The very best water electrolysis plants are around 80% efficient, so your overall energy conversion process is around 56% efficient.  In real terms that, means you need a minimum of roughly 32GW of installed capacity devoted solely to making sure you have power storage for times when the sun doesn't shine and the wind doesn't blow.  On top of that, you have to figure in whatever your daytime power requirements happen to be.  I'd wager it's a 60/40 day/night split overall.  Seasonal demand seems to vary between 30GW in the summer to 60GW in the winter.  The 34.6GW I previously calculated is time-averaged power over the course of a year for the UK, given your total yearly energy consumption for last year.

Chart Industries - ChillZilla Bulk LN2 Supply Management System

How long do you think it's reasonable for me to wait for you to be able to show me that, since I already know that you can't?

10 / 20 / 30 years?  Serious question.  How long?

louis wrote:

You can't possibly have concerns over service life when we know wind and solar work well for 25 years plus with regular maintenance.

Coal and nuclear power plants don't last for 25 years.  We have lots of them that have been producing power for 60 years, and the operators can't think of actual technical reasons why they can't operate for 100 years.  Take whatever your cost estimates are for wind and solar where you live and double or quadruple them.  That is how much your solution will ultimately cost for equivalent service life to a nuclear power plant.  25 / 50 / 75 / 100 years from now, humanity will still need commercial electric power, because no part of modern technology runs without it.  Period.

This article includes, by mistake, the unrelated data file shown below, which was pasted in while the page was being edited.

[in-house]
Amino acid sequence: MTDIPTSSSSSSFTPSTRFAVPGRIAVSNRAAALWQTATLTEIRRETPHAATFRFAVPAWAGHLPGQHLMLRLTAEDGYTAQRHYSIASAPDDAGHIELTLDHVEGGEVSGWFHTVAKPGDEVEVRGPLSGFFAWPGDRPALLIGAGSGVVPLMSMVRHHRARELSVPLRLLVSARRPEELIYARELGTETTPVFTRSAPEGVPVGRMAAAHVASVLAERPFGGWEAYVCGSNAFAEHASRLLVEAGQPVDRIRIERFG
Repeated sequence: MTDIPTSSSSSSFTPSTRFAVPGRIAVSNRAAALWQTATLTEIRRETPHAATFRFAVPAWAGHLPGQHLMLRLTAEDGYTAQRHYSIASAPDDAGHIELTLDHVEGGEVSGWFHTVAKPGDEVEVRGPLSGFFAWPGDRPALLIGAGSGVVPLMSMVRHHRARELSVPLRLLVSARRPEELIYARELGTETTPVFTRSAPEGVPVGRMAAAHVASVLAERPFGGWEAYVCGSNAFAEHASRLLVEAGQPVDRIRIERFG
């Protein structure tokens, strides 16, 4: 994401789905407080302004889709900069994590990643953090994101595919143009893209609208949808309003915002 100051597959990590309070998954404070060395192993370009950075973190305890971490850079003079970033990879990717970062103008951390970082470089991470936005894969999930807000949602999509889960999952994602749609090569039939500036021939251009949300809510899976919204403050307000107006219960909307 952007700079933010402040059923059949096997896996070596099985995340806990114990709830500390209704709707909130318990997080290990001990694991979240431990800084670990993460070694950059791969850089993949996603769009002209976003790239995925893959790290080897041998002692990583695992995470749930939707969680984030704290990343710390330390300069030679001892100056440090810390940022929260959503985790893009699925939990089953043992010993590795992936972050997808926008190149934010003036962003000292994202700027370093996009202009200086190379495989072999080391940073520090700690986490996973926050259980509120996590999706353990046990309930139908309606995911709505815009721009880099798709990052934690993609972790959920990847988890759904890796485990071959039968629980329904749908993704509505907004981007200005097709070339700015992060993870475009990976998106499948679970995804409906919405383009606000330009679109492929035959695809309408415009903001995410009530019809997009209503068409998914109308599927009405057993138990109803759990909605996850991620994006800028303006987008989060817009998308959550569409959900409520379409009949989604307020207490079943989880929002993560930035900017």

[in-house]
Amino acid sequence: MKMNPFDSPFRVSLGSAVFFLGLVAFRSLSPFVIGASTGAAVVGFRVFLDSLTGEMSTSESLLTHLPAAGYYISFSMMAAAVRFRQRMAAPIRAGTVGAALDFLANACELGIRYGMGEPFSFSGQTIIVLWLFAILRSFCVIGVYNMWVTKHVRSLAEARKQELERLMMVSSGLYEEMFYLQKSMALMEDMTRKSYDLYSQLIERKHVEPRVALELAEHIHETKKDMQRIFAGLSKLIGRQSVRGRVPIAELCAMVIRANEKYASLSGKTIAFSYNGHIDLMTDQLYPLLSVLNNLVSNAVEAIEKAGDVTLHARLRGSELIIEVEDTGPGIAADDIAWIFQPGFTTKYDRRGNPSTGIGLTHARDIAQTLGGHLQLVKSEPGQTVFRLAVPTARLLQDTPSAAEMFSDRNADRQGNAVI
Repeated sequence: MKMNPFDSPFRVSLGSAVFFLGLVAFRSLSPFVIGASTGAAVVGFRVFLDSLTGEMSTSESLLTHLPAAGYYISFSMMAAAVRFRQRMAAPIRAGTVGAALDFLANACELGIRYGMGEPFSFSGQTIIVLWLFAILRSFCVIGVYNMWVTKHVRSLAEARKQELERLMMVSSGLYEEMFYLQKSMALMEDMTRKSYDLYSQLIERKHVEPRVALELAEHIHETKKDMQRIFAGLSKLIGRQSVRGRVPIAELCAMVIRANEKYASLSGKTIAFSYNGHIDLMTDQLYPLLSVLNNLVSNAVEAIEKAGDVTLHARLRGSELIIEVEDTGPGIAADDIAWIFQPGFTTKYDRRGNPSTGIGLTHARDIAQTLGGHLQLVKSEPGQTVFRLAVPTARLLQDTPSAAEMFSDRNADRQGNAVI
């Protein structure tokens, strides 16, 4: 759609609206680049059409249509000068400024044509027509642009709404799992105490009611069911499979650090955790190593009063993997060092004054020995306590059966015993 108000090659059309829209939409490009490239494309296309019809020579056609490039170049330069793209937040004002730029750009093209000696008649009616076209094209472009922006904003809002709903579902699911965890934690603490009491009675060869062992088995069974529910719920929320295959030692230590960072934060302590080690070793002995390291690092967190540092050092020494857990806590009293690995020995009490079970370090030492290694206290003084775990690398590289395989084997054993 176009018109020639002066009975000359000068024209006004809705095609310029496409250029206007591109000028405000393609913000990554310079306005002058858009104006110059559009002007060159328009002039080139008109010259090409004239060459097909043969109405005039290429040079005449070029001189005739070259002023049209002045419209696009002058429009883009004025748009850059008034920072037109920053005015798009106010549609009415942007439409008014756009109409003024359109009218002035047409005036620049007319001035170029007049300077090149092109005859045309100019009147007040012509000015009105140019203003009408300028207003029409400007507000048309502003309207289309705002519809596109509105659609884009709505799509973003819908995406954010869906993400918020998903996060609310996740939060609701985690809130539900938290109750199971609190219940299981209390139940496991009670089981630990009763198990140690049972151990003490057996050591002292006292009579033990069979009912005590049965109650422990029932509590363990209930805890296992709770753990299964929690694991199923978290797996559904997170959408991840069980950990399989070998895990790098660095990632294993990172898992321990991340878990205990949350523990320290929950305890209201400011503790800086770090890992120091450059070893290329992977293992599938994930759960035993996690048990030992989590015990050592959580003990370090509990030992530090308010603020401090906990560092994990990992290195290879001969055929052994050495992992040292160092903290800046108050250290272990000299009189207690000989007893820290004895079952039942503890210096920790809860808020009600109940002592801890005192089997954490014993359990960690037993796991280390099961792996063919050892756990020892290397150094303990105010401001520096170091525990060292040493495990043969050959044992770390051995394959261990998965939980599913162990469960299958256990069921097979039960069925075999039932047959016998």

25 years from now not a single one of the wind turbines or solar panels presently in operation will still be in operation, because it's wildly too expensive to keep throwing more fossil fuel energy into something that's not "paying back enough surplus energy".  The theory behind how it's supposed to work is what I like.  How it actually works leaves a lot to be desired.

louis wrote:

As for material consumption, a fair comparison with nuclear power would involve how much material is going into the station on a daily basis including, for instance, the amount of petrol or battery life consumed by cars used by staff to travel to and from work. How much energy goes into lighting such a facility on a daily basis? What about the tarmac for the car park? What materials are brought into a nuclear power station to help it function? I doubt it's none.

Let's apply the same accounting principles to the use of wind and solar.  There is no comparison with nuclear.  It's not even close.  Current wind and solar energy generation processes consume more than an order of magnitude more energy input.  The fact that much of that happens in some other part of the world (China) doesn't make it any less real.

Sure a gas powered car is not as efficient as a battery, but 20 years from now a combustion engine will still be functional if it's built correctly and maintained correctly.  There won't be a single battery built 20 years ago that's still in operation 20 years from now.  There sure as hell won't be any working 2020 model year Teslas 100 years from now.  There are 100 year old Model T Fords still plying the roadways here in America.  Beyond that, if we compare the amount of useful work that batteries and fossil fuels perform, that's not a close comparison, either.  A battery is more than 1 order of magnitude less energy dense than petrol.  We use fossil fuels to make batteries.  We do not use batteries to make fossil fuels or other batteries.  There's probably a good reason for that.